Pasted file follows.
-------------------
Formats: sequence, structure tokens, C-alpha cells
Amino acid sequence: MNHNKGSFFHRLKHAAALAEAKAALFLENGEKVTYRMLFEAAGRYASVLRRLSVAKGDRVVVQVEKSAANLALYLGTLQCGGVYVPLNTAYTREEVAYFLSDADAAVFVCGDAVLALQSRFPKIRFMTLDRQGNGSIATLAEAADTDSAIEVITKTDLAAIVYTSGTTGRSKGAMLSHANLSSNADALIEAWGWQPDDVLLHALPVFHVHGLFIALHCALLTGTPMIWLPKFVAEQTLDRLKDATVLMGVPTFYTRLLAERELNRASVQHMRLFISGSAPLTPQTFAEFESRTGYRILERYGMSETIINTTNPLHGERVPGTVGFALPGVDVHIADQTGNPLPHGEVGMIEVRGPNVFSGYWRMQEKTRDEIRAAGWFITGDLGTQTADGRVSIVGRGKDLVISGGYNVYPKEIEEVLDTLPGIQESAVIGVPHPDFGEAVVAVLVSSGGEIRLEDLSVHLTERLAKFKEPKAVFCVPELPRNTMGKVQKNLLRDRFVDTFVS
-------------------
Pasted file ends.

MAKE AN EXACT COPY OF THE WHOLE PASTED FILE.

Formats: sequence, structure tokens, C-alpha cells
Amino acid sequence: MNHNKGSFFHRLKHAAALAEAKAALFLENGEKVTYRMLFEAAGRYASVLRRLSVAKGDRVVVQVEKSAANLALYLGTLQCGGVYVPLNTAYTREEVAYFLSDADAAVFVCGDAVLALQSRFPKIRFMTLDRQGNGSIATLAEAADTDSAIEVITKTDLAAIVYTSGTTGRSKGAMLSHANLSSNADALIEAWGWQPDDVLLHALPVFHVHGLFIALHCALLTGTPMIWLPKFVAEQTLDRLKDATVLMGVPTFYTRLLAERELNRASVQHMRLFISGSAPLTPQTFAEFESRTGYRILERYGMSETIINTTNPLHGERVPGTVGFALPGVDVHIADQTGNPLPHGEVGMIEVRGPNVFSGYWRMQEKTRDEIRAAGWFITGDLGTQTADGRVSIVGRGKDLVISGGYNVYPKEIEEVLDTLPGIQESAVIGVPHPDFGEAVVAVLVSSGGEIRLEDLSVHLTERLAKFKEPKAVFCVPELPRNTMGKVQKNLLRDRFVDTFVS